When I first moved to Chicago, my dad asked some of the ladies at his local KJT hall (that’s Katolická Jednota Texaská, or the Catholic Union of Texas in Czech) what neighborhood I should live in. “Where are all the Czechs in Chicago?” He asked them. “Bohemian National Cemetery,” they cackled. Chicago used to have a lot of Czechs (it’s how the neighborhood Pilsen got its name) but they all moved out of the city. I have no idea where to get kolaches in Chicago. Maybe out in Berwyn? So I’ll be learning how to make kolaches too, just so I can have some of my own.
In other news, I got glasses! I have to wear glasses now. But I’m not comfortable drawing myself in them yet. So when kolache week is done, there might be a glasses week.
Oh! in other, other news, I made a map of awesome Chicago food for all the people coming here for CAKE next month. I’m still making changes to it, but it’s a place to start. I’ll be exhibiting at CAKE too, so save the date!
It’s been a while! It’s definitely been a delightfully long time since I last had to wrestle with this little guy. But after spending two weeks stressed and traveling, and spending a significant amount of that time in a city full of glamorous, well-dressed, skinny, beautiful people with great hair, I guess he found some weak spots to attack.
It’s not really that bad, and it’s already pretty much passed. And now that I’m home for a while and things are calming down, I’m able to get back into a regular exercise routine, and it’s a lot easier to eat well. Which means my natural defenses against this little guy are back up. Just when you thought it was safe, huh?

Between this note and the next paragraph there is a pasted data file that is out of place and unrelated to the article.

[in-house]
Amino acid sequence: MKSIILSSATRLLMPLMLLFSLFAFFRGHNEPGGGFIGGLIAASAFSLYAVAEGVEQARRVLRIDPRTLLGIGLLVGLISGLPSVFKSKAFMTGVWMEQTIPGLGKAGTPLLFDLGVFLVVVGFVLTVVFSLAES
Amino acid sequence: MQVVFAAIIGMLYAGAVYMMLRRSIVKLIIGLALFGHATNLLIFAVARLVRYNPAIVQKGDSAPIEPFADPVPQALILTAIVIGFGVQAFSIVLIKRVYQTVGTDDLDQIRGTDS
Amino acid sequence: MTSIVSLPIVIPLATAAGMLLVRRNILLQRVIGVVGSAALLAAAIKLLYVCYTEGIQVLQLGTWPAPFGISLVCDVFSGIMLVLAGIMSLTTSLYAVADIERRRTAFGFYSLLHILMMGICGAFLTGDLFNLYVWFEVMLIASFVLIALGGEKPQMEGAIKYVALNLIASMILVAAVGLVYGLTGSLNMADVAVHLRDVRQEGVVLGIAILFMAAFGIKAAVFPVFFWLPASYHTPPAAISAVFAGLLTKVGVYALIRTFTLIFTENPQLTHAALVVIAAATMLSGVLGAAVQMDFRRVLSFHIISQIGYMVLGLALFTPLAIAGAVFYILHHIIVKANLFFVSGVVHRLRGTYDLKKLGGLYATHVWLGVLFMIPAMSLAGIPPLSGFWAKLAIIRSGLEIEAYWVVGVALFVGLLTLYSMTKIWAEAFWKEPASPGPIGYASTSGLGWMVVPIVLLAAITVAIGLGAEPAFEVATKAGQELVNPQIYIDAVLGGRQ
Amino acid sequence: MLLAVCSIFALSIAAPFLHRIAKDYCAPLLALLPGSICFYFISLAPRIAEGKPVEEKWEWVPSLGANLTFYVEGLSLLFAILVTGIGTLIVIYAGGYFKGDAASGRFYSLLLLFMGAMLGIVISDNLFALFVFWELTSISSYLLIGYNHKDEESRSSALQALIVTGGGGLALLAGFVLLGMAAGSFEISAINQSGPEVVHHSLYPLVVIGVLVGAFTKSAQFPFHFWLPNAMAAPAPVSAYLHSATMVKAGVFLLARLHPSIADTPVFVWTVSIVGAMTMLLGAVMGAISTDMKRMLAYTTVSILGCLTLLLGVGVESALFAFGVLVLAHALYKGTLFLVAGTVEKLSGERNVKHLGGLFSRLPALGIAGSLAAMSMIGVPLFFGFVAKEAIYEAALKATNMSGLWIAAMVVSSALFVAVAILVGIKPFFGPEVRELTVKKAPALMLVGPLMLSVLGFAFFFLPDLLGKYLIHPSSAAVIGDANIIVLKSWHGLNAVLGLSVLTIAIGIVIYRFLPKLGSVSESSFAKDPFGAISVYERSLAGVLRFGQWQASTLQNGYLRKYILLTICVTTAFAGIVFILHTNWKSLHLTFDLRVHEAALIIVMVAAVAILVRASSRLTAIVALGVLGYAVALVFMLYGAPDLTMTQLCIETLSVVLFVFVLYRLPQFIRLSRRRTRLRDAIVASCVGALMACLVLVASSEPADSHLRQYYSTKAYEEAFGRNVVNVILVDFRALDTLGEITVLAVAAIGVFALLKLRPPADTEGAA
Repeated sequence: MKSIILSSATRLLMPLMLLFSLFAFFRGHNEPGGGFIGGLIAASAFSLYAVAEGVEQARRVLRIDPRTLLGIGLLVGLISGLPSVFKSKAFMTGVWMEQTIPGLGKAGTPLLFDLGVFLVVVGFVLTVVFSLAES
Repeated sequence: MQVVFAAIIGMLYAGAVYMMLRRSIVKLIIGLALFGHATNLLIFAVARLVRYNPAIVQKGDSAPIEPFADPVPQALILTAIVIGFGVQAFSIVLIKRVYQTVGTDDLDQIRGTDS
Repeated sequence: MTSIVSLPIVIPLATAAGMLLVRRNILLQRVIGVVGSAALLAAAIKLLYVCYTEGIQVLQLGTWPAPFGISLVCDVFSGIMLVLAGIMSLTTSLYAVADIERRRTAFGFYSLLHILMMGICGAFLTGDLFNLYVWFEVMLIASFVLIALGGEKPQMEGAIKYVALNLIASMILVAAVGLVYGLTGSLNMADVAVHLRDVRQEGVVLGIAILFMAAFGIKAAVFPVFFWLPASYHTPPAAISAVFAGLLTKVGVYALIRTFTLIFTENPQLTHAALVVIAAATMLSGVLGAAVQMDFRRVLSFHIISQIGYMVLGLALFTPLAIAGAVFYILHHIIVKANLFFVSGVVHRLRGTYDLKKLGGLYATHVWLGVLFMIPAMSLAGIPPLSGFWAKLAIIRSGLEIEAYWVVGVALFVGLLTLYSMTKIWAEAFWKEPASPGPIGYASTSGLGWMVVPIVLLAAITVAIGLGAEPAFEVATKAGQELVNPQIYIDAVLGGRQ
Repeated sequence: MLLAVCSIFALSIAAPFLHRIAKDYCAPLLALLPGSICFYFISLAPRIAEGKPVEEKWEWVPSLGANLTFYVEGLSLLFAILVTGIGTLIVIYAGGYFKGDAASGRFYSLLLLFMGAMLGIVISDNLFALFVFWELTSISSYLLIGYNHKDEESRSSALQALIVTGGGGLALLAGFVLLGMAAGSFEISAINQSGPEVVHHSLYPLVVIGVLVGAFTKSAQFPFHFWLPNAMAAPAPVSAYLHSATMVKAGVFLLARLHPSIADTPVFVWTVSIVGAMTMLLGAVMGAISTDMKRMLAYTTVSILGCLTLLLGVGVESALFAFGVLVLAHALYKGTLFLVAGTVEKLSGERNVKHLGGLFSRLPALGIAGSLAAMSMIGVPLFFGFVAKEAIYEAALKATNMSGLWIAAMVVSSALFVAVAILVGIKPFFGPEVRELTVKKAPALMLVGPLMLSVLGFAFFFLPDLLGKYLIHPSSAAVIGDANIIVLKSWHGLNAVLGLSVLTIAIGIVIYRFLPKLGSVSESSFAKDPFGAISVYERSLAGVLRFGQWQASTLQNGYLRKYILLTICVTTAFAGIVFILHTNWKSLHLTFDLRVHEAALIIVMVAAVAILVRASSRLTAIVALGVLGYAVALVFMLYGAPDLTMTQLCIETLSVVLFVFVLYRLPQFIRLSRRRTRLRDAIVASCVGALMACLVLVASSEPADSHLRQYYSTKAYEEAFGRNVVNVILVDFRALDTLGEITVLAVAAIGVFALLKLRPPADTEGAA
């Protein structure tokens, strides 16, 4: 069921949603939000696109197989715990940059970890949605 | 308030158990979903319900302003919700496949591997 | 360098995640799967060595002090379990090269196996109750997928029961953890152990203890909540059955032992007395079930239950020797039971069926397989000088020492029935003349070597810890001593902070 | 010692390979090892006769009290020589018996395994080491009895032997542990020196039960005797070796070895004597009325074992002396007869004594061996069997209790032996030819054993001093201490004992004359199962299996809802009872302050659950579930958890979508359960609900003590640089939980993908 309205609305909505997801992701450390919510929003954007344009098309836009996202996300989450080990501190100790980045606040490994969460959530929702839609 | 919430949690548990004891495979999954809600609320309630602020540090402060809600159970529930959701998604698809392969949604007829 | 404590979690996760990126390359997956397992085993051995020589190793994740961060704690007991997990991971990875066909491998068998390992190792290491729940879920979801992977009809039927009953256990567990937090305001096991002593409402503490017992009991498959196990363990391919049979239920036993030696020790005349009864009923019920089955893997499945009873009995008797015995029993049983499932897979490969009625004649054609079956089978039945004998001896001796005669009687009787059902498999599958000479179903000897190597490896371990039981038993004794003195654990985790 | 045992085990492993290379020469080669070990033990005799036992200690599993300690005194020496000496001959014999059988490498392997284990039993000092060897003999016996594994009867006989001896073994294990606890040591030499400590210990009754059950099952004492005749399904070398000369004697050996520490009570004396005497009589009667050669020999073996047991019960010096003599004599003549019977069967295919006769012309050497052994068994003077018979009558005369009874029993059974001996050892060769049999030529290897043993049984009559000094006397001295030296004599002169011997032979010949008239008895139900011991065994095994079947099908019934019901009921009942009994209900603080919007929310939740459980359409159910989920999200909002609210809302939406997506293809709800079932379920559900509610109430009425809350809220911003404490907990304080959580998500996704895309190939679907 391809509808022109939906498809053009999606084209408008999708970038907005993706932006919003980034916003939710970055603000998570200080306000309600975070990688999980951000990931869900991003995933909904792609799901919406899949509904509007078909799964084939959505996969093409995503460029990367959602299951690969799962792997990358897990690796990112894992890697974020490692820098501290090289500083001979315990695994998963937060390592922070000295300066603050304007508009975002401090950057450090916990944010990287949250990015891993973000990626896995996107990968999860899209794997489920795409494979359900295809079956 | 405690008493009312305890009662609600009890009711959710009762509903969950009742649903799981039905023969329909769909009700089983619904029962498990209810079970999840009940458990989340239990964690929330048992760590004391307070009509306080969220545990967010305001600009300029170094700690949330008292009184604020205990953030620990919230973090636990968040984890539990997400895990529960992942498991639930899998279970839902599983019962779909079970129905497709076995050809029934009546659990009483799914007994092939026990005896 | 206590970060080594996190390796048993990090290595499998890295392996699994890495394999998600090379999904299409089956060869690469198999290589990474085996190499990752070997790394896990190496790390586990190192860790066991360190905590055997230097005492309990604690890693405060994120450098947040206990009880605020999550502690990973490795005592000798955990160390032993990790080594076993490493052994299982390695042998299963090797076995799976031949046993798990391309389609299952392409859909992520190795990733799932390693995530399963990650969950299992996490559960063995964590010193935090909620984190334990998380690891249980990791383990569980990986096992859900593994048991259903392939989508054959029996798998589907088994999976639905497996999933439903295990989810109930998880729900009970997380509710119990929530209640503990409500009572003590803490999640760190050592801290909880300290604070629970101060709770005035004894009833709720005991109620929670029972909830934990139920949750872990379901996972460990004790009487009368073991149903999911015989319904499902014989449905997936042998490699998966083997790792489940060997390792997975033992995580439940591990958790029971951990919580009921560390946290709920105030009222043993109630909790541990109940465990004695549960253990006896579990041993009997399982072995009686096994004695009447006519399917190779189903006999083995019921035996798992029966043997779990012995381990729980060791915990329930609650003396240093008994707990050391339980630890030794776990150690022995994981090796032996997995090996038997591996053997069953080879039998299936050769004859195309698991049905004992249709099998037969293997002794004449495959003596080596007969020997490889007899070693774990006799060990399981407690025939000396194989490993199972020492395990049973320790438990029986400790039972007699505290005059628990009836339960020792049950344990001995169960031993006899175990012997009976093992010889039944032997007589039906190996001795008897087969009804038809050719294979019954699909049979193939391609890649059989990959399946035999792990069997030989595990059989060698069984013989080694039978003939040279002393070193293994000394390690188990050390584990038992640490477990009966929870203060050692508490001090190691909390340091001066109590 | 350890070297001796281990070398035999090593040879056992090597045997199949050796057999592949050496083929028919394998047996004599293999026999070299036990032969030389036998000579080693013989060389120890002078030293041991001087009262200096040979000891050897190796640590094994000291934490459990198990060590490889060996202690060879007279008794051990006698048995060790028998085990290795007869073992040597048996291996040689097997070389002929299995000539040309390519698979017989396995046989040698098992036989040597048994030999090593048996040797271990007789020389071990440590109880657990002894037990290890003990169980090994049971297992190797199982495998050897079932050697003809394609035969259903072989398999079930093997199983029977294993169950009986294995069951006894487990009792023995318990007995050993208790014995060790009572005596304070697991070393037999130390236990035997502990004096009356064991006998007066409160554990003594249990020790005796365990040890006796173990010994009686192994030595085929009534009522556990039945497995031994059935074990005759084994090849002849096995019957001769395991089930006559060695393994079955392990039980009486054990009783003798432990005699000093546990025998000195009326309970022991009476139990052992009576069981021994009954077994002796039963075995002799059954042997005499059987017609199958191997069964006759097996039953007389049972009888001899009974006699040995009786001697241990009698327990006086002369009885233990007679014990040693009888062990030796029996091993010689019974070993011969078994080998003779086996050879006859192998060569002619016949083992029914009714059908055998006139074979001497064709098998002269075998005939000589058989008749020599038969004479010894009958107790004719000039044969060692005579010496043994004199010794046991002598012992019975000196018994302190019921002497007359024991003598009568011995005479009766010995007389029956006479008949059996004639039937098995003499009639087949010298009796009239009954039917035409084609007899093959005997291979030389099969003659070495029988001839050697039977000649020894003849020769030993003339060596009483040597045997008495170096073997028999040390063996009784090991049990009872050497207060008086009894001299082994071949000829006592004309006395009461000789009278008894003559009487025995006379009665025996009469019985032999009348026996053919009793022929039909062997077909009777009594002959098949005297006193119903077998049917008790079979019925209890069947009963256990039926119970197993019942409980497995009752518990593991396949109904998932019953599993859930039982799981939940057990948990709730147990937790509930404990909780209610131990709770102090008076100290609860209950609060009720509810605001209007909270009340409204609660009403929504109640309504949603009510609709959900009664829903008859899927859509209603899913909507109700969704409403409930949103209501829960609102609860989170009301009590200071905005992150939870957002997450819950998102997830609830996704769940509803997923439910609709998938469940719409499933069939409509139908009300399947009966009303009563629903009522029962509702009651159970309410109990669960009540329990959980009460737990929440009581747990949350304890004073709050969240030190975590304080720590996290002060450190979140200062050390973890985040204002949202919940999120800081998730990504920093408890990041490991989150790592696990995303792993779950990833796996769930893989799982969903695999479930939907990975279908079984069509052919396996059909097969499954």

When Corinne and I got to Toronto, we were wondering if we should hit one of the TCAF parties on Friday night, when Corinne looked up the St. Lawrence Market. Corinne has a habit of checking out the farmers market in whatever city she’s doing a convention in. Apparently, the market was closed Sundays and Mondays (the only other days we would be in Toronto) so if we wanted to see it, we’d have to go early, early Saturday morning, before TCAF opened.
TCAF opened at 9:00 am. We were expected to be there at 8:30. We’d have to get up and leave the hotel by 6:30 if we wanted to have at least an hour at the market. Fortunately, we were just crazy enough to do it. And when I told Lucy about our plans, she and her mom decided to come with! So we’re not the only crazy ones. And it was absolutely worth it – National Geographic says the St. Lawrence market is the best food market in the WORLD, and for good reason. At first we thought it was only the farmer’s market part, but even that was amazing. Caribou, elk, artisanal breads and pastries and sausages, whole pigs, farm fresh eggs, and gorgeous vegetables as far as the eye can see. And just when we thought we had gotten a good look at everything, we realized there was a WHOLE OTHER BUILDING. Which was much, much larger than the farmer’s market part.